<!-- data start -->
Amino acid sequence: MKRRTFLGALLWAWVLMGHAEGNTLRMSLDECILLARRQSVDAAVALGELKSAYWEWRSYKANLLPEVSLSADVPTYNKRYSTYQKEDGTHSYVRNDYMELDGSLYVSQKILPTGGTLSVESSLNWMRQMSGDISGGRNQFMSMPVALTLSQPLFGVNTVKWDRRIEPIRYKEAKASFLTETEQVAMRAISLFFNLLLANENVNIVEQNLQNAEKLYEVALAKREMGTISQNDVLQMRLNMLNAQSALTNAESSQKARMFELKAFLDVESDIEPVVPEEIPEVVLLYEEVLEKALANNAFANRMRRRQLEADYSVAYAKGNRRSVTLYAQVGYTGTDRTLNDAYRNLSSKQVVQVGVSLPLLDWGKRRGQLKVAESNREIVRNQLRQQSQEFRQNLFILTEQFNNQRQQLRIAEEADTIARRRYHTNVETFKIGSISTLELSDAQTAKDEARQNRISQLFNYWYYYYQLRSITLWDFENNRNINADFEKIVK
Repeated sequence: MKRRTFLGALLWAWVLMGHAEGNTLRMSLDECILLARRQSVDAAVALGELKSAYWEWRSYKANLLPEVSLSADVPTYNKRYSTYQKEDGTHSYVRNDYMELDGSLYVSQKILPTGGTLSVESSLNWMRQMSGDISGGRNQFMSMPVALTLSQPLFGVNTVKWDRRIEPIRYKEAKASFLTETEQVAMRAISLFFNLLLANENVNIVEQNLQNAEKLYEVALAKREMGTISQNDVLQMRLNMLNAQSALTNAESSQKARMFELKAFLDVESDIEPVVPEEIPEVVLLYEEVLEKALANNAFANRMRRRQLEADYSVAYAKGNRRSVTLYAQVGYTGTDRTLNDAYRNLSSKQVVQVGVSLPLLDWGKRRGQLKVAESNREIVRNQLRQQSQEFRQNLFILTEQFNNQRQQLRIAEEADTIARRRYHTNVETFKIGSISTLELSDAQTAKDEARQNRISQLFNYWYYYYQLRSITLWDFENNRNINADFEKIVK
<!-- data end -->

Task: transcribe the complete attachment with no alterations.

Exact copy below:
Amino acid sequence: MKRRTFLGALLWAWVLMGHAEGNTLRMSLDECILLARRQSVDAAVALGELKSAYWEWRSYKANLLPEVSLSADVPTYNKRYSTYQKEDGTHSYVRNDYMELDGSLYVSQKILPTGGTLSVESSLNWMRQMSGDISGGRNQFMSMPVALTLSQPLFGVNTVKWDRRIEPIRYKEAKASFLTETEQVAMRAISLFFNLLLANENVNIVEQNLQNAEKLYEVALAKREMGTISQNDVLQMRLNMLNAQSALTNAESSQKARMFELKAFLDVESDIEPVVPEEIPEVVLLYEEVLEKALANNAFANRMRRRQLEADYSVAYAKGNRRSVTLYAQVGYTGTDRTLNDAYRNLSSKQVVQVGVSLPLLDWGKRRGQLKVAESNREIVRNQLRQQSQEFRQNLFILTEQFNNQRQQLRIAEEADTIARRRYHTNVETFKIGSISTLELSDAQTAKDEARQNRISQLFNYWYYYYQLRSITLWDFENNRNINADFEKIVK
Repeated sequence: MKRRTFLGALLWAWVLMGHAEGNTLRMSLDECILLARRQSVDAAVALGELKSAYWEWRSYKANLLPEVSLSADVPTYNKRYSTYQKEDGTHSYVRNDYMELDGSLYVSQKILPTGGTLSVESSLNWMRQMSGDISGGRNQFMSMPVALTLSQPLFGVNTVKWDRRIEPIRYKEAKASFLTETEQVAMRAISLFFNLLLANENVNIVEQNLQNAEKLYEVALAKREMGTISQNDVLQMRLNMLNAQSALTNAESSQKARMFELKAFLDVESDIEPVVPEEIPEVVLLYEEVLEKALANNAFANRMRRRQLEADYSVAYAKGNRRSVTLYAQVGYTGTDRTLNDAYRNLSSKQVVQVGVSLPLLDWGKRRGQLKVAESNREIVRNQLRQQSQEFRQNLFILTEQFNNQRQQLRIAEEADTIARRRYHTNVETFKIGSISTLELSDAQTAKDEARQNRISQLFNYWYYYYQLRSITLWDFENNRNINADFEKIVK